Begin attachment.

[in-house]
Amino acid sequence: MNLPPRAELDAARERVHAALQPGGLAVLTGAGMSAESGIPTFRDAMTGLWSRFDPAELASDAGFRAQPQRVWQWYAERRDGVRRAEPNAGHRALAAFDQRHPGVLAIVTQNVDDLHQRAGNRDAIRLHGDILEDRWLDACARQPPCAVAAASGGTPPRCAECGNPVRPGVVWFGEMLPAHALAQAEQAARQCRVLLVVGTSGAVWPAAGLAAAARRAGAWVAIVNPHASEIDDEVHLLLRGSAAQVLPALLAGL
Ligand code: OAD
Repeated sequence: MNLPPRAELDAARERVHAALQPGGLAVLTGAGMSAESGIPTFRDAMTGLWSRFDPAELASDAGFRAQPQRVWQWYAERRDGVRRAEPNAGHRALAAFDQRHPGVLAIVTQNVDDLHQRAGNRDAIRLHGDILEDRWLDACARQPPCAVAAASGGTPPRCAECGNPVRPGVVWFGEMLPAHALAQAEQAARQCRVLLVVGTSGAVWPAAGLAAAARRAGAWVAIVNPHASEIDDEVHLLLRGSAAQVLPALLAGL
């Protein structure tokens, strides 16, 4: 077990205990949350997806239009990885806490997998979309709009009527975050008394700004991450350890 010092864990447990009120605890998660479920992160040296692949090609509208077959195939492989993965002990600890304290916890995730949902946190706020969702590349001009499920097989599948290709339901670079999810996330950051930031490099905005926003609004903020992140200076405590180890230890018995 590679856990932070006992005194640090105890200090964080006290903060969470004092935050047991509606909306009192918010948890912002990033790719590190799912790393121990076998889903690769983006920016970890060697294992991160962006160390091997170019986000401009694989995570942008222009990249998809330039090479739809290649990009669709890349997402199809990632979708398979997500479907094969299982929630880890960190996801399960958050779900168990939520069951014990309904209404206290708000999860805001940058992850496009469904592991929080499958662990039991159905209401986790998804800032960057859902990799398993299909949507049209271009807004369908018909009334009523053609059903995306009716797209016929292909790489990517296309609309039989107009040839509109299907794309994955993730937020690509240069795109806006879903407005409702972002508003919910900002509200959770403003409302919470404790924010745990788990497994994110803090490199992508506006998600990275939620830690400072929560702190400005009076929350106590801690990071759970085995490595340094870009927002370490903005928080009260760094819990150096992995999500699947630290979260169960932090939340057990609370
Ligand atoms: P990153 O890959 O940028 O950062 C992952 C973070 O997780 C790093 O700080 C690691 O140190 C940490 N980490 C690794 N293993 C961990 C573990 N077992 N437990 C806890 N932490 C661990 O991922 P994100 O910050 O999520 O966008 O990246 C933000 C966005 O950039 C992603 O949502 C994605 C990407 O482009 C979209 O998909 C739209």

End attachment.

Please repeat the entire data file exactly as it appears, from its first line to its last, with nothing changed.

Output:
[in-house]
Amino acid sequence: MNLPPRAELDAARERVHAALQPGGLAVLTGAGMSAESGIPTFRDAMTGLWSRFDPAELASDAGFRAQPQRVWQWYAERRDGVRRAEPNAGHRALAAFDQRHPGVLAIVTQNVDDLHQRAGNRDAIRLHGDILEDRWLDACARQPPCAVAAASGGTPPRCAECGNPVRPGVVWFGEMLPAHALAQAEQAARQCRVLLVVGTSGAVWPAAGLAAAARRAGAWVAIVNPHASEIDDEVHLLLRGSAAQVLPALLAGL
Ligand code: OAD
Repeated sequence: MNLPPRAELDAARERVHAALQPGGLAVLTGAGMSAESGIPTFRDAMTGLWSRFDPAELASDAGFRAQPQRVWQWYAERRDGVRRAEPNAGHRALAAFDQRHPGVLAIVTQNVDDLHQRAGNRDAIRLHGDILEDRWLDACARQPPCAVAAASGGTPPRCAECGNPVRPGVVWFGEMLPAHALAQAEQAARQCRVLLVVGTSGAVWPAAGLAAAARRAGAWVAIVNPHASEIDDEVHLLLRGSAAQVLPALLAGL
């Protein structure tokens, strides 16, 4: 077990205990949350997806239009990885806490997998979309709009009527975050008394700004991450350890 010092864990447990009120605890998660479920992160040296692949090609509208077959195939492989993965002990600890304290916890995730949902946190706020969702590349001009499920097989599948290709339901670079999810996330950051930031490099905005926003609004903020992140200076405590180890230890018995 590679856990932070006992005194640090105890200090964080006290903060969470004092935050047991509606909306009192918010948890912002990033790719590190799912790393121990076998889903690769983006920016970890060697294992991160962006160390091997170019986000401009694989995570942008222009990249998809330039090479739809290649990009669709890349997402199809990632979708398979997500479907094969299982929630880890960190996801399960958050779900168990939520069951014990309904209404206290708000999860805001940058992850496009469904592991929080499958662990039991159905209401986790998804800032960057859902990799398993299909949507049209271009807004369908018909009334009523053609059903995306009716797209016929292909790489990517296309609309039989107009040839509109299907794309994955993730937020690509240069795109806006879903407005409702972002508003919910900002509200959770403003409302919470404790924010745990788990497994994110803090490199992508506006998600990275939620830690400072929560702190400005009076929350106590801690990071759970085995490595340094870009927002370490903005928080009260760094819990150096992995999500699947630290979260169960932090939340057990609370
Ligand atoms: P990153 O890959 O940028 O950062 C992952 C973070 O997780 C790093 O700080 C690691 O140190 C940490 N980490 C690794 N293993 C961990 C573990 N077992 N437990 C806890 N932490 C661990 O991922 P994100 O910050 O999520 O966008 O990246 C933000 C966005 O950039 C992603 O949502 C994605 C990407 O482009 C979209 O998909 C739209």